2. Buy multipurpose furniture

Another way to save space is to not have as much stuff. You can do this by purchasing furniture that pulls double-duty.

  • Get a futon instead of a couch and have a seating area and your bed all in one
  • Grab a set of nesting tables to use as an end table/nightstand. When you need additional surfaces, you have the smaller tables underneath to pull out and use.
  • Find a coffee table with a top that lifts up on a hinge to double as a place to eat

As you shop for furniture, also remember that you can't fit it all. You may have to sacrifice having a dedicated desk so that you can add a cozy chair for reading. You'll definitely have to forgo big furniture pieces like a kitchen table and even a dresser to avoid cluttering up the place.

3. Think vertical for storage solutions

Vertical storage in small apartment

Even though your floor measures 500 square feet, you can double your space if you think vertically. Putting in a few tall shelves means a narrow furniture footprint with storage that reaches up to the sky. You can even put up wall shelves to increase your storage space.

Prioritize how you store items, though, putting things you need infrequently toward the top. For example, you may want to put cleaning supplies within reach, while extra paper towels and toilet paper get shoved into the highest spot

Don't forget to invest in a folding step stool so you can reach everything, as well.

4. Use the corners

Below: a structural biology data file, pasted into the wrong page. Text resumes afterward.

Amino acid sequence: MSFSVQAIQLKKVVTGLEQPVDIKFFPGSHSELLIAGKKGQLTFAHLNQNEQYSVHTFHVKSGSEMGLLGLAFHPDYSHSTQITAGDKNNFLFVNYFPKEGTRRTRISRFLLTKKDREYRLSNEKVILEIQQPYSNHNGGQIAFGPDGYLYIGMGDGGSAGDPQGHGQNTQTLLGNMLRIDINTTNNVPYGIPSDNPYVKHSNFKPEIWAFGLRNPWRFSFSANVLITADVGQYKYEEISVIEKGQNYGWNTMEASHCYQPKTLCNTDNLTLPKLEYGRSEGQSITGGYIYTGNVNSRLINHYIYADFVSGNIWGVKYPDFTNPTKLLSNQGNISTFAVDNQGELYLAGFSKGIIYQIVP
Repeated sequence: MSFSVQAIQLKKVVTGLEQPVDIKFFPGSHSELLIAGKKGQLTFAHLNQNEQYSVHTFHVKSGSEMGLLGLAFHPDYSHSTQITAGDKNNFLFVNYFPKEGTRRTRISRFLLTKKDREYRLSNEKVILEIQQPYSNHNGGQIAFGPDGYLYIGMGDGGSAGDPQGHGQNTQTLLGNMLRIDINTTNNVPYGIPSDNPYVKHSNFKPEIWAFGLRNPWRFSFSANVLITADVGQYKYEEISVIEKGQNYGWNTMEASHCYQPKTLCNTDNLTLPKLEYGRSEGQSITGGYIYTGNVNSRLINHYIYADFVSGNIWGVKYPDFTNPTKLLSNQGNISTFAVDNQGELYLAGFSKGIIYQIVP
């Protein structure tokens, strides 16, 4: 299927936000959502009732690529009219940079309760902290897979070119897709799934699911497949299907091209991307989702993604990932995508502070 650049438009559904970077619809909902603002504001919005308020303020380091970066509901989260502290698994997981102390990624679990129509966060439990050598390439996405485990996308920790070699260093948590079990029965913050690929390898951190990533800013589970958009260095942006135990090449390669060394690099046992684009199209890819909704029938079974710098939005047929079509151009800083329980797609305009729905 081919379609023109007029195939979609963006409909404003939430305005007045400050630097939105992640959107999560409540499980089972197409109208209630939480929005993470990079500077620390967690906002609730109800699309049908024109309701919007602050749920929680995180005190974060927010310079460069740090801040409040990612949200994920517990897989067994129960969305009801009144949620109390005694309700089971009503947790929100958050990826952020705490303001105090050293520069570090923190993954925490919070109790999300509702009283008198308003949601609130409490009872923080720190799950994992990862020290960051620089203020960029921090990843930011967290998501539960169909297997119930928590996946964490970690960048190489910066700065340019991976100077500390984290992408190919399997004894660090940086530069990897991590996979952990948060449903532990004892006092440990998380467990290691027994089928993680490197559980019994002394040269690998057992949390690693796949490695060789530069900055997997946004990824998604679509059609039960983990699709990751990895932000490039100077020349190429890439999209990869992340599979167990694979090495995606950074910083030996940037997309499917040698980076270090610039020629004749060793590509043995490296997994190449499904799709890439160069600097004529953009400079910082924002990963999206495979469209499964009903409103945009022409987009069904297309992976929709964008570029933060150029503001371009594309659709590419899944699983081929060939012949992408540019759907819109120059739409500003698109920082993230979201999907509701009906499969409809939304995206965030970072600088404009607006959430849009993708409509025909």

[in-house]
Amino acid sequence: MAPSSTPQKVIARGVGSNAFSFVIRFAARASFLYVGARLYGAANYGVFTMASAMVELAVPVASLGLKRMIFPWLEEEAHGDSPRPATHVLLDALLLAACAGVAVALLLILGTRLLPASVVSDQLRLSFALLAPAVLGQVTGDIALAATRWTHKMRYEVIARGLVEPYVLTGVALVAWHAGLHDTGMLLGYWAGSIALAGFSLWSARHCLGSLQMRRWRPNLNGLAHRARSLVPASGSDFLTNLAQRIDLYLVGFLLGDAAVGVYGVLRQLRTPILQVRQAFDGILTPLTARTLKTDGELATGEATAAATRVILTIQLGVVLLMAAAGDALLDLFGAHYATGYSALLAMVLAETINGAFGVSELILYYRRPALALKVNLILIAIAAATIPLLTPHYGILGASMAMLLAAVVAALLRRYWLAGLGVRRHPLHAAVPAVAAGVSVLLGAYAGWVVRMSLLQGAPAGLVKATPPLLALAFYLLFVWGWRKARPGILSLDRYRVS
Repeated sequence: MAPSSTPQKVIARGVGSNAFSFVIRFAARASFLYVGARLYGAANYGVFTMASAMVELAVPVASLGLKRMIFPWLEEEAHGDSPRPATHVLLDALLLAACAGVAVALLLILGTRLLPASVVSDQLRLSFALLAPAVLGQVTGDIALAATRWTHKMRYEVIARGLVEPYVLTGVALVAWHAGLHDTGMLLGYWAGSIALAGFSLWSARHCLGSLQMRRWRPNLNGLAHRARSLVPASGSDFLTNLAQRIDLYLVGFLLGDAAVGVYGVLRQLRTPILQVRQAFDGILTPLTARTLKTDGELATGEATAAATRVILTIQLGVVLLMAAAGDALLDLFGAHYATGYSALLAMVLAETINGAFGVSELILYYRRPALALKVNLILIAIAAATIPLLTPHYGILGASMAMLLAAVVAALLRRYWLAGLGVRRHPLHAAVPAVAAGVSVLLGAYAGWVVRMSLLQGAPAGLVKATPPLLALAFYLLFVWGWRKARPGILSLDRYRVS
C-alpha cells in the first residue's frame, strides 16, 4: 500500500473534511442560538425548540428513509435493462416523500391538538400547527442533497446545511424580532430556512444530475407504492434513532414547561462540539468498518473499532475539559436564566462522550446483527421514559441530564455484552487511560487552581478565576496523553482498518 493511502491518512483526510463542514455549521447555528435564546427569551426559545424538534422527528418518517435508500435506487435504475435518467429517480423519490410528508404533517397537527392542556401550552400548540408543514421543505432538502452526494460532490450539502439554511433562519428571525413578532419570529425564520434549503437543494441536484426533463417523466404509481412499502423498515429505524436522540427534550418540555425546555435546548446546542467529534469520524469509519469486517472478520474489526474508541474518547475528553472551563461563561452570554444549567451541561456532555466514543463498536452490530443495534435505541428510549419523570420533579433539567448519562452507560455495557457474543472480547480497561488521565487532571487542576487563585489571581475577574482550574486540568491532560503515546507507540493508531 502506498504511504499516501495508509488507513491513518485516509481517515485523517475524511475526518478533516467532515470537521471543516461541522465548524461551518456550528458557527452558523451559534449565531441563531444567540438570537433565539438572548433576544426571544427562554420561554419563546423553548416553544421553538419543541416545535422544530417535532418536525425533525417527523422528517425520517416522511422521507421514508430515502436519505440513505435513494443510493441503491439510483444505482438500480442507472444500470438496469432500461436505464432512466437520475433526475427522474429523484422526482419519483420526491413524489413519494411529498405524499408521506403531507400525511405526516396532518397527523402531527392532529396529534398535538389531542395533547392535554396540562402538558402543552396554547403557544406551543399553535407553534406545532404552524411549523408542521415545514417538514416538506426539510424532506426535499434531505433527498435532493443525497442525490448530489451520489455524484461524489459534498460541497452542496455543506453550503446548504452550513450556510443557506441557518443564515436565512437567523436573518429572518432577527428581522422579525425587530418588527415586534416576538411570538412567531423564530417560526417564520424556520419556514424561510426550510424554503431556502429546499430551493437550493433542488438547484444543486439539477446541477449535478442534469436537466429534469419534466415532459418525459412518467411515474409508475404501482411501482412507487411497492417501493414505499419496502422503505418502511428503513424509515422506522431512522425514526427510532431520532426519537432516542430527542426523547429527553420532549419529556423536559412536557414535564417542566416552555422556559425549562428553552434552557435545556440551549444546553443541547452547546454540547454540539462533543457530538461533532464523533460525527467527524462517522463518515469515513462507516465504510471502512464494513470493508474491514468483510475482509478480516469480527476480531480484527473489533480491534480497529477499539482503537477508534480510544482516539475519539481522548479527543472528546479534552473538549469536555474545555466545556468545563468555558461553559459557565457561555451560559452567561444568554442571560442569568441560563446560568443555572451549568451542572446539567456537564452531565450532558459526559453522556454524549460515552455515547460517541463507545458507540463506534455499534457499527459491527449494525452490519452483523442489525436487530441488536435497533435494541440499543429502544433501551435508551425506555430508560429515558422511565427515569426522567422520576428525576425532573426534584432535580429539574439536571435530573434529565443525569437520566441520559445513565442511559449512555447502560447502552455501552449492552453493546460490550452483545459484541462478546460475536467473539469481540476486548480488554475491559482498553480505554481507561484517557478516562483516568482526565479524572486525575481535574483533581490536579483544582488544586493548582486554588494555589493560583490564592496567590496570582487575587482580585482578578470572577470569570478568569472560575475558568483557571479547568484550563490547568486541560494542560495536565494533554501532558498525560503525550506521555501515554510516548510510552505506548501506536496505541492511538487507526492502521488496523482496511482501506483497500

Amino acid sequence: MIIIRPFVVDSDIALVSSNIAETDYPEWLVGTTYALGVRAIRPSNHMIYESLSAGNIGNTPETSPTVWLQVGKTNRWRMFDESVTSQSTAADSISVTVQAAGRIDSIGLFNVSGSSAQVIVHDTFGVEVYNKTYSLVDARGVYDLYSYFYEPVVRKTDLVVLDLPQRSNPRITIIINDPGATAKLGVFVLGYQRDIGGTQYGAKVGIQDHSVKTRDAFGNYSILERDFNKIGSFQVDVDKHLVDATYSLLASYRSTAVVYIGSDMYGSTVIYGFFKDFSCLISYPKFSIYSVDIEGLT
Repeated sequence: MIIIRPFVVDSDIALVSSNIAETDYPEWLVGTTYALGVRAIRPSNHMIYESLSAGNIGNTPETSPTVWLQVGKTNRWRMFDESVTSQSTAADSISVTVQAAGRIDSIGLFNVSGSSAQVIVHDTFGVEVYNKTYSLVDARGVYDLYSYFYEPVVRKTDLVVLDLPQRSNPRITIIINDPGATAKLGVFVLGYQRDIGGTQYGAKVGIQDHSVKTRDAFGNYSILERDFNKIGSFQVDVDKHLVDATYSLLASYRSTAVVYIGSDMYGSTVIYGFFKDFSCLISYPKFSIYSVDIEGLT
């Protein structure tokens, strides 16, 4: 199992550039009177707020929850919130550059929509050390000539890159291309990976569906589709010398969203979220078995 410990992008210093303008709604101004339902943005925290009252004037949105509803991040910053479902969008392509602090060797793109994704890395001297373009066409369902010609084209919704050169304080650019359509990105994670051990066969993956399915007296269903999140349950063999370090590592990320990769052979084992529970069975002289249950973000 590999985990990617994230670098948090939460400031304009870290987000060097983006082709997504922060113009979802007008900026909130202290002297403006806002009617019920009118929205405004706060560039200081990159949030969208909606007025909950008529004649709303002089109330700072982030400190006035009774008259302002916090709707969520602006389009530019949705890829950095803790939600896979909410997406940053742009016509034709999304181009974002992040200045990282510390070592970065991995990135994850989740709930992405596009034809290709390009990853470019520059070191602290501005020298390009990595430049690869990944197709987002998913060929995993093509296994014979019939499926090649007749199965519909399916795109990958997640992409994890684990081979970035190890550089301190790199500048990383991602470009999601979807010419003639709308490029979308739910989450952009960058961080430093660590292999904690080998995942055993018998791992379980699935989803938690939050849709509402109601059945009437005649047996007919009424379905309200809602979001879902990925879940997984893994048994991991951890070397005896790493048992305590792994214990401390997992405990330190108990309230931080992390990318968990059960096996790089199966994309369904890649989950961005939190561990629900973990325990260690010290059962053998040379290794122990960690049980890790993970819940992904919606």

Mostly ignored because they prove challenging when it comes to room design, corners can end up being dead spaces you should use. If you need to add more light to a room, a corner is a perfect place for a standing lamp. It's an even better lamp location if the corner is behind a piece of furniture and hard to get to anyway.

A corner is also the perfect place for a tiny stool or table, otherwise known as another surface for stuff. It could make a great nightstand or the spot where you put your bag and keys at the end of each day.

5. Hang it up

Hanging storage in the kitchen

There are a lot of items you can hang up beside your clothes. While you should customize the storage in your closet to hold as much as possible, look to other areas for how hooks could save you space.

For example:

  • Coffee drinkers can put up some removable hooks in the kitchen to hang mugs on the wall
  • It's also easy to find metal hooks for pots and pans, kitchen utensils and even a spice rack
  • Those in colder climates can create a makeshift coat closet by adding hooks right inside the front door
  • In the bathroom, a set of hooks can hold a shower curtain but add a few extras and you've got space for a towel, washcloth and more

A magnetic strip can also achieve the same goal in some cases. You can hang up your knives with one, saving some drawer space in the kitchen for another useful tool.

A realistic picture of 500 square feet

With some smart decorating and thoughtful purchases, living in 500 square feet is very possible. In fact, it can even feel comfortable and cozy. So, instead of worrying about the lack of space, embrace what you have, get creative and settle in by making every last inch your own.